Fibre Optic Internet: Are we too slow?

Fibre Optic Internet: Are we too slow?

Chances are you’re vaguely aware of the internet. You may also be aware of words like ‘dial-up’, ‘broadband’ and ‘DSL’ which are usually thrown about by computer technicians, movie hackers and computer salesmen. Now there’s a new term in the computing vocabulary: ‘fibre optics’.

So what exactly are fibre optics, and more importantly, why should you care? Fibre optics are essentially thin glass cables that carry information in the form of light over long distances. They‘re the Ferraris of the digital world and currently the fastest method of transferring digital information.

Using light for communication isn’t a new idea. The semaphore line, invented in 1792, used light signals at the top of a tower which could then be seen by another tower which sent the signal to subsequent towers. Just picture the scene in Lord of the Rings where they light the flaming beacons along the mountains and you’ll get the basic idea.

Next up was the electric telegraph in 1832. As the name suggests, it used electricity to send information down metal cables and was the first system to allow messages to be sent all around the world.

After that, things didn’t really evolve at a great pace. The world seemed content with information carried by electrical cables. Then, in 1966, the world’s first fibre optic cable was made and became commercially available a while later in the early 2000s. Since then, they’ve become increasingly popular with most internet providers. You’ve probably noticed the leaflets piling up on your doormat advertising ‘super-fast fibre optic broadband’.

However, any large scale improvement to the internet networks in the developed world is slow because of the old metal cables that are quite literally entrenched in those countries. The largest fibre optic projects aren’t focused on replacing these old cables in developed countries, it’s much easier to lay shiny new ones in the developing world.

Despite slow speeds and notoriously high prices, there is huge demand for internet access in Africa. There are currently 240 million Internet users across the African continent, with this number increasing by seven times the global average between 2000 and 2012. Africa (excluding Eritrea and Western Sahara) is linked to Europe, America and Asia by 16 cables running under the world’s oceans.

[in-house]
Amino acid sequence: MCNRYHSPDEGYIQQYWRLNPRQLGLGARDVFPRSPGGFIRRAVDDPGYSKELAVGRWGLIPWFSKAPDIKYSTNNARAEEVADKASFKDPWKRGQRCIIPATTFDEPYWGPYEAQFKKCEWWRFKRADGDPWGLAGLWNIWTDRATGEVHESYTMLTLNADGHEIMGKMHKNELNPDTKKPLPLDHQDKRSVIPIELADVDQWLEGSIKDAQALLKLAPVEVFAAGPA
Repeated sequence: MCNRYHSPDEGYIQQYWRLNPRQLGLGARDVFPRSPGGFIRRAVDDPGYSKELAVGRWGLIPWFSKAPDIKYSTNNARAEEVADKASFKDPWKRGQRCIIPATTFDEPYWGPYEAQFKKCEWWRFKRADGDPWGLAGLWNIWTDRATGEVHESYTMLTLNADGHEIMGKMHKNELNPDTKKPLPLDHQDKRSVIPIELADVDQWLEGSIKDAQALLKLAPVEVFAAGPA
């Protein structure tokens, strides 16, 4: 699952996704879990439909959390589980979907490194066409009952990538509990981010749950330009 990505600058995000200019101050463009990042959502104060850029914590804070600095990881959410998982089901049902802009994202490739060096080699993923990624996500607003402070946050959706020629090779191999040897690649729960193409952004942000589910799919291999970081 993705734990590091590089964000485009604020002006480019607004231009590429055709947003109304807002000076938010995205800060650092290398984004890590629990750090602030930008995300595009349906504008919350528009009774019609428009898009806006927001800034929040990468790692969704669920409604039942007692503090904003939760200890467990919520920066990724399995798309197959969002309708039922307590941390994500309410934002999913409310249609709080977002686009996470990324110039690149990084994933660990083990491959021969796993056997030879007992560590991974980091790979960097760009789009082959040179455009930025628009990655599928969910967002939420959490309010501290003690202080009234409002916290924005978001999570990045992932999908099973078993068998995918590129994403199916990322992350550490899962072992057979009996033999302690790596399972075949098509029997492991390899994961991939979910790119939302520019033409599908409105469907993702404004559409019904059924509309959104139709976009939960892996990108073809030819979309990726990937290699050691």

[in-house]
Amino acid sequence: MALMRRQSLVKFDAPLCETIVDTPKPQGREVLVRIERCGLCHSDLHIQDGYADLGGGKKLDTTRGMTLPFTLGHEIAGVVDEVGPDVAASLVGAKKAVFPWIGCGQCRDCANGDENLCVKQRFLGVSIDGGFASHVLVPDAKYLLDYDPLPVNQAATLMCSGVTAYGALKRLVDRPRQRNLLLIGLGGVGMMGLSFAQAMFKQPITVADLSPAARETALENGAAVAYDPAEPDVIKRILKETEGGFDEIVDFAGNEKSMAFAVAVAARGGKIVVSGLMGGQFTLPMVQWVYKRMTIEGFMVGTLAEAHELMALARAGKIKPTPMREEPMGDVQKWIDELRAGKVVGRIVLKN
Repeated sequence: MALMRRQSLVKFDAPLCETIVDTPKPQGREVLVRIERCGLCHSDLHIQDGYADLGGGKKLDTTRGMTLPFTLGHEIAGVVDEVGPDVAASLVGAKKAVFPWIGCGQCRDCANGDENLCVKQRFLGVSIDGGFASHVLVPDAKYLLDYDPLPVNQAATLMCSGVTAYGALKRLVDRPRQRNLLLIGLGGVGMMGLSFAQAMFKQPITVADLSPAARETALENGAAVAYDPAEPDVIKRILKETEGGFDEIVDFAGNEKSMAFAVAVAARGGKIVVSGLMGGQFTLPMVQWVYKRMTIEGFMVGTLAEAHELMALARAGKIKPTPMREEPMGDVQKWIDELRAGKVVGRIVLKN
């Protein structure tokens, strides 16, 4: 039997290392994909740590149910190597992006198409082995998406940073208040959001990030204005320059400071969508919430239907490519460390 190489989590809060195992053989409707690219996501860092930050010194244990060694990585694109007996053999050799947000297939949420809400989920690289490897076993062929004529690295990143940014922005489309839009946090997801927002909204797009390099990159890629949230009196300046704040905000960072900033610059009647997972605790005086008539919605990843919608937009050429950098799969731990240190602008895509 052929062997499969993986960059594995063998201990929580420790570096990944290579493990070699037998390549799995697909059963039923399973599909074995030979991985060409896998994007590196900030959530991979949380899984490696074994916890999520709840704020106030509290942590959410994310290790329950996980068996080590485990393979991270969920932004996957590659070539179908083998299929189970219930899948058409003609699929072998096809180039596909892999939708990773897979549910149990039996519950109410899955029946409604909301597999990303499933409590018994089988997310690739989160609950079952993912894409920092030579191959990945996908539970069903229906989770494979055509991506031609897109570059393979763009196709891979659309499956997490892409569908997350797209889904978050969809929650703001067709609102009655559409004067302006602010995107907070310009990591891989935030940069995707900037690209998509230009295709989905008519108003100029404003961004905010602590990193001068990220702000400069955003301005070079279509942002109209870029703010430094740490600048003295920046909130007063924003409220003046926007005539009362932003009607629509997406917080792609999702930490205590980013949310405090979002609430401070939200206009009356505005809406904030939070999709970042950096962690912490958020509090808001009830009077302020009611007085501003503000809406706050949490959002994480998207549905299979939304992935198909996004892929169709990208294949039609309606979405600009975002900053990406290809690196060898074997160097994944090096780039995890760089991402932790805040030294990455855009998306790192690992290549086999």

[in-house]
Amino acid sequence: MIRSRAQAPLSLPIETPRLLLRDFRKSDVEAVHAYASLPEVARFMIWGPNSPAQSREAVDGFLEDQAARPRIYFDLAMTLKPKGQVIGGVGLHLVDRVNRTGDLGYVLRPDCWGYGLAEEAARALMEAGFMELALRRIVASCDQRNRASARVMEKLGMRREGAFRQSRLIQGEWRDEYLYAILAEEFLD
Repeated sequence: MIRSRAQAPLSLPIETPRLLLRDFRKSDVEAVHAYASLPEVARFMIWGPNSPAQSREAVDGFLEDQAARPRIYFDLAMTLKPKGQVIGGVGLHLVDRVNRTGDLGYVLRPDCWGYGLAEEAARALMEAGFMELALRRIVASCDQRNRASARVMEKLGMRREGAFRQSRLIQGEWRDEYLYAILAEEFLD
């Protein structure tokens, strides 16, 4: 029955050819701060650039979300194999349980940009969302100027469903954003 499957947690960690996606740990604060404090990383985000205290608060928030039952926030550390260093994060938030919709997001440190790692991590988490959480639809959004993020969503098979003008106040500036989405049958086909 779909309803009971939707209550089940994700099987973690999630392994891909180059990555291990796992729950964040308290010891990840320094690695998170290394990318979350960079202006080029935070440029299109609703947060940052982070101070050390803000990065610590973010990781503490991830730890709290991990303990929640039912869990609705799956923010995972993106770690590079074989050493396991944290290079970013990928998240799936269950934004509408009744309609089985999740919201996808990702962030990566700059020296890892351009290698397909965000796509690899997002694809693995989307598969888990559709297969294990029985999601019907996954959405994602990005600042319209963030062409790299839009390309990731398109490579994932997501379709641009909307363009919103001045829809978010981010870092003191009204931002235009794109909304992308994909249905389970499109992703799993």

As of 2014, a significant number of projects to lay fibre optic cables in the developing world have been completed, with many more on the way. One such project is Google’s ‘Project Link’, which aims to provide a fibre optic network for Uganda’s capital city, Kampala. A cynic may say Google’s targeting of emerging countries is a shameless drive to increase the number of people using their products. However access to the internet is a great enabler and provides many benefits such as education, new opportunities and business links. African countries have the potential to skip the developed world’s Stone Age copper cables and move straight onto fibre optics, which could grant them the highest internet speeds in the world.

These days we expect everything to work instantaneously and feel outraged when webpages take more than a few seconds to load. Fibre optics provide a way for the internet to continue to work at the light-like speeds we’ve come to expect. Although it’s virtually impossible to predict major technological advances before they happen, it’s hard to see how information travelling at the speed of light could be improved.

Having endured painfully slow, screeching dial-up connections, we know there will definitely be an improvement in the way we access the internet in the future. Whatever form this may take, you can be sure fibre optics will be involved.

Evan Canwell

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